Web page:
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Shaken baby syndrome

Shaken baby syndrome occurs when someone shakes a baby or young child so hard they are hurt. 

The sudden, forceful whiplash motion can cause brain damage that leads to mental retardation, speech and learning disabilities, paralysis, seizures, hearing loss, blindness and even death. Often it happens because the parent or caregiver is frustrated by the baby’s 
inconsolable crying.

If you or someone else shakes a baby, either accidentally or on purpose, call 911 or take the child to the emergency room immediately. Early treatment may save your baby many future problems, possibly his life.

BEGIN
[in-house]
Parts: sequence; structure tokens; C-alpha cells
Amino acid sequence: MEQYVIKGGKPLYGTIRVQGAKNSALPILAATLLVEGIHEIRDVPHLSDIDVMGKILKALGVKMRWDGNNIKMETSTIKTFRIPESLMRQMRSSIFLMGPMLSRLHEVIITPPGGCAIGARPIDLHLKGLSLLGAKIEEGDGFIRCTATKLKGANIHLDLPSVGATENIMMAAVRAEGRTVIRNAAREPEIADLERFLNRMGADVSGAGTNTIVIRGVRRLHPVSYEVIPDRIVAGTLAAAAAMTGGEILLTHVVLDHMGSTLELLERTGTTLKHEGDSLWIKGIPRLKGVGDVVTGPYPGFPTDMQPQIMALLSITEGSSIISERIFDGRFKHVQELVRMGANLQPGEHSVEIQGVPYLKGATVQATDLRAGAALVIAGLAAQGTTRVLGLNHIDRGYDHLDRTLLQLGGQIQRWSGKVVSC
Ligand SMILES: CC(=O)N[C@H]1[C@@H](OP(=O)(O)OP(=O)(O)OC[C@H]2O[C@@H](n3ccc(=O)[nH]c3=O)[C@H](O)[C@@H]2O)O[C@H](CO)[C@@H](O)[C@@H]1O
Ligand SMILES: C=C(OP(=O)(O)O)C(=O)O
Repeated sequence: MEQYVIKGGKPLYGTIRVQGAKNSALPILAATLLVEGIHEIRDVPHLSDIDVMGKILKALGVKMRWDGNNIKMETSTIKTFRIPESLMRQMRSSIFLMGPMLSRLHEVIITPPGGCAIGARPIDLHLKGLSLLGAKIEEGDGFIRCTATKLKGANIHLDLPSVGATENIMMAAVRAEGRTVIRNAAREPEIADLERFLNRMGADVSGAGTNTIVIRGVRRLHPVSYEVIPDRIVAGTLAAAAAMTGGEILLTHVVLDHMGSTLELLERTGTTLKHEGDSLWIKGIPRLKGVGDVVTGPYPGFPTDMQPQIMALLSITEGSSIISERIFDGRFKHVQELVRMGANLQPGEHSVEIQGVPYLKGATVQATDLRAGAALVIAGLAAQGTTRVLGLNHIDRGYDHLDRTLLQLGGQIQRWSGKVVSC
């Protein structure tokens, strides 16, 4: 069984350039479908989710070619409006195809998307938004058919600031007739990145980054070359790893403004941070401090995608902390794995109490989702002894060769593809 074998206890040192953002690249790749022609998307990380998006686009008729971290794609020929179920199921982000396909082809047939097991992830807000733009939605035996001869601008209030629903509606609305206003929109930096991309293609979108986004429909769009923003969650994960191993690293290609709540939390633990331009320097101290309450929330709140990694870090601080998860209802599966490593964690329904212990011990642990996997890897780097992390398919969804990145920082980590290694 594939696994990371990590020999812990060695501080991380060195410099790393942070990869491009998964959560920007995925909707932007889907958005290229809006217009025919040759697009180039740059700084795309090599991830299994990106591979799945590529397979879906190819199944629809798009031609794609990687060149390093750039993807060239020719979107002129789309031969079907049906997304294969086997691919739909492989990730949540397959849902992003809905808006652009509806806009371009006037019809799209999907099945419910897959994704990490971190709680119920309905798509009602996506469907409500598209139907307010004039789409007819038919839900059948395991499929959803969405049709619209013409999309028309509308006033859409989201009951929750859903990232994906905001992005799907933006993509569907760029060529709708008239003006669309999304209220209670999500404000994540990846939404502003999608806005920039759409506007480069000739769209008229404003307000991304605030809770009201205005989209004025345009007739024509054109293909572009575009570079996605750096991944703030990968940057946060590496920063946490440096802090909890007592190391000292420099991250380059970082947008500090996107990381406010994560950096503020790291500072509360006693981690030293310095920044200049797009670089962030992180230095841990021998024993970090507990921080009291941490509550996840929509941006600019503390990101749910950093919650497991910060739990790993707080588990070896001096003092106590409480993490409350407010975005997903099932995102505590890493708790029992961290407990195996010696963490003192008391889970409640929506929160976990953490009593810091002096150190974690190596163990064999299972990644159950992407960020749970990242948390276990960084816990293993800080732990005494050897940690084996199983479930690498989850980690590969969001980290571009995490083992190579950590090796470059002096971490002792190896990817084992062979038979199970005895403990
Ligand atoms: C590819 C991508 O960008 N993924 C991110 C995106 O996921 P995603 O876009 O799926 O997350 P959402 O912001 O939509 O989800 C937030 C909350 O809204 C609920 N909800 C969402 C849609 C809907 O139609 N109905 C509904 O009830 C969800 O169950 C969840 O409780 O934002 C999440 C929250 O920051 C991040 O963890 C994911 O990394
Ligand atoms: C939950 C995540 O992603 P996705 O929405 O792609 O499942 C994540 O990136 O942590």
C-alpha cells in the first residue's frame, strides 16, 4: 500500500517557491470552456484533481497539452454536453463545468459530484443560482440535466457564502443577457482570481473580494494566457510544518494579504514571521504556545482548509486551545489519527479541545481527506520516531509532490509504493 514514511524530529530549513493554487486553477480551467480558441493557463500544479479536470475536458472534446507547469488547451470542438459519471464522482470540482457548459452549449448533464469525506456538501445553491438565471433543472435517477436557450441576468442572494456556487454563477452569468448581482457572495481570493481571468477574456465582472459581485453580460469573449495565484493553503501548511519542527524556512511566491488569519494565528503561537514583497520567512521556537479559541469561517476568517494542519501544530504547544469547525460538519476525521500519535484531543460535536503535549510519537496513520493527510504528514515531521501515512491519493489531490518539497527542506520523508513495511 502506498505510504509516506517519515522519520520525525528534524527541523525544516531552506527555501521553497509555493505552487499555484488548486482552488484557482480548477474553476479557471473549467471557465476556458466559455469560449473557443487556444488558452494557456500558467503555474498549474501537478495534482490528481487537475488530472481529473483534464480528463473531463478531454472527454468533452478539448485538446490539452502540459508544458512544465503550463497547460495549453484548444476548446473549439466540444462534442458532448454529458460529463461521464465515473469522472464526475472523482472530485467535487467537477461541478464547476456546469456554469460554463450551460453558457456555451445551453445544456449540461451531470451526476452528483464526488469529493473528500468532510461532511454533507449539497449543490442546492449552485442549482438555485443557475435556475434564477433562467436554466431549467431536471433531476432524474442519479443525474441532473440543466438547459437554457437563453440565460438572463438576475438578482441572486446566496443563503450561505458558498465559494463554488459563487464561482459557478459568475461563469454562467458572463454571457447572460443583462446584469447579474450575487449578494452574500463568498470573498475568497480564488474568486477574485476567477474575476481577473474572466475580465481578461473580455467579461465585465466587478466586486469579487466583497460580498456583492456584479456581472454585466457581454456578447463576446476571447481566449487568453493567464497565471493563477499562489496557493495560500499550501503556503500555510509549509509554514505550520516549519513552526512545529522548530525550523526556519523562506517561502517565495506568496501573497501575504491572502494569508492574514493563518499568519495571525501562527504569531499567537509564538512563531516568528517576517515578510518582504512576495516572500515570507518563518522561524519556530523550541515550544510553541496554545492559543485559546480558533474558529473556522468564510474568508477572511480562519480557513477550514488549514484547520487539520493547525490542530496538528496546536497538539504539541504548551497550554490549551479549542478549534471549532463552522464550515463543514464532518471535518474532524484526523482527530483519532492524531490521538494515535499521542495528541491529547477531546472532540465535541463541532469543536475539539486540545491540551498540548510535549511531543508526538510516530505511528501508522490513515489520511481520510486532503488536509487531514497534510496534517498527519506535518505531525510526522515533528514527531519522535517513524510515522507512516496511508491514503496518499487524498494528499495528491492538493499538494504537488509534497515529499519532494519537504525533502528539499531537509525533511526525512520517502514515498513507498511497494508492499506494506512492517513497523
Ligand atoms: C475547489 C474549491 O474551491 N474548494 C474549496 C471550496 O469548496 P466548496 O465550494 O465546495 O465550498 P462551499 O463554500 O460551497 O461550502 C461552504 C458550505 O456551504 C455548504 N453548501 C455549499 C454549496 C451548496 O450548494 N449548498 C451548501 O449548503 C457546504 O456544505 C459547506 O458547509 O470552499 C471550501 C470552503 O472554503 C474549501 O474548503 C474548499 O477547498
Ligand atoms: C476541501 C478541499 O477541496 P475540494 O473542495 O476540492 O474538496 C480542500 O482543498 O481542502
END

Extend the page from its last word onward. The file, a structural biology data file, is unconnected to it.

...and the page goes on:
All babies have their own personality and temperament. Although all babies cry, some are more quiet and calm, while others cry more and need more attention. Your baby may cry to tell you he or she is hungry, wet, lonely, too cold or too hot. Your baby may 
cry to release stress. It is important to check on your baby when he or she is crying. You will not spoil your baby; this is how your baby learns trust.

If he or she is crying incessantly:

  • Never throw or shake your baby.
  • Always provide support for your baby’s head and neck.
  • Place your baby in a crib, leave the room for a few minutes.
  • Sit down, close your eyes and count to 20 or ask a friend to “take over” for awhile.
  • Take your baby for a stroller ride.
  • Play music or sing to your baby.
  • Wait to pick your baby up until you feel calm.
  • Make sure your baby is fed, burped and dry.
  • Gently rock, walk, hug or cuddle your baby.
  • Check for discomfort of diaper rash, teething or fever.
  • Call the doctor if you think your baby is sick.
  • Make sure your baby’s clothing is not too light.
  • Give your baby a pacifier, noisy toy or rattle.
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